Same Data, Different Graph


How can the same data be shown on both of these graphs?  The temperature is shown on one graph and the change in temperature is on another.  Does one graph hide the Global Climate Change, and the other exaggerate it?


Retired chemist and physicist C.R. Dickson points out that the large error rates in global climate measuring combined with the very tiny increases shown make for very shaky conclusions.  We’re simply not measuring the temperature well enough to trust an increase of a degree or two.

Because it’s so difficult to observe man-made global warming, some experts at NASA GISS believe the accuracy of climate models requires a one hundredfold increase in order to see the small amount of warming.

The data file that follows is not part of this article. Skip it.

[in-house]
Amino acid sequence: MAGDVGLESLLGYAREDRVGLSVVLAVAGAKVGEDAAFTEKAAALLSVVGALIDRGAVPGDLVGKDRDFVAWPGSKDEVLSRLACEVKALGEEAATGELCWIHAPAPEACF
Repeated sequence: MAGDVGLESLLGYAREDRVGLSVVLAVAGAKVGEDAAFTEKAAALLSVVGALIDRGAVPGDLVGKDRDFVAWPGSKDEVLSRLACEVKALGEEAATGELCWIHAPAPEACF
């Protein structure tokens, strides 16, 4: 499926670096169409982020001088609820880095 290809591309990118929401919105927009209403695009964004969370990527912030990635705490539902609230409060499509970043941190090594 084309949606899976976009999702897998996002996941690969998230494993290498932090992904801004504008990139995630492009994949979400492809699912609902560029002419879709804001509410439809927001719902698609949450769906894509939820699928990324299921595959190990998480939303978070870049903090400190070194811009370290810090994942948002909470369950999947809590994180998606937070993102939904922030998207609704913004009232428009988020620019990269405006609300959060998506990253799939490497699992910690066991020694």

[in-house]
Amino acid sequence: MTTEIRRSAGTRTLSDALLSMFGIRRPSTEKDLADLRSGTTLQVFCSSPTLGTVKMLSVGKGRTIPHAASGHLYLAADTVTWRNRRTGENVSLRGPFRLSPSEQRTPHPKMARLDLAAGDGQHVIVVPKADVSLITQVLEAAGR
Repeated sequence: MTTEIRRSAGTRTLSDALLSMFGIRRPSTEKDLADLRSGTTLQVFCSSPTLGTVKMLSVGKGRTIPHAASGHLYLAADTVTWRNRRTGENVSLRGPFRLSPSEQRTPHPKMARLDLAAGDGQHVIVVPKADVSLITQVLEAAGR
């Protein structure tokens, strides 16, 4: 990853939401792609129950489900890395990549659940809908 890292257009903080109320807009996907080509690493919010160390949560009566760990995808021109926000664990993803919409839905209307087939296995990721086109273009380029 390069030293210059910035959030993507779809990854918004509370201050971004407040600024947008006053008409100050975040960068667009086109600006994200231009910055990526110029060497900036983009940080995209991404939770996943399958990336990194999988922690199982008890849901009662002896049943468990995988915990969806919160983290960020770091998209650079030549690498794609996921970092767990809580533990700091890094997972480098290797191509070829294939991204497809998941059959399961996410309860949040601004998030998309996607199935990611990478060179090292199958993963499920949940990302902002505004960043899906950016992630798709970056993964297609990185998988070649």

“A doubling in atmospheric carbon dioxide (CO2), predicted to take place in the next 50 to 100 years, is expected to change the radiation balance at the surface by only about 2 percent. If a 2 percent change is that important, then a climate model to be useful must be accurate to something like 0.25%. Thus today’s models must be improved by about a hundredfold in accuracy, a very challenging task.”

Thermometers were invented in the early 1700’s, by the way.  Everything before then is an estimate.  There have been five ice ages in earth’s history, and the Wikipedia article indicates that outside these ice events, the earth is ice free even at higher latitudes.

It is almost as if the actual temperature of the earth has been changing for millions of years, and that with today’s measurement techniques, we can’t figure out how warm the earth is with precision.


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5 Responses to Same Data, Different Graph

  1. JeffM says: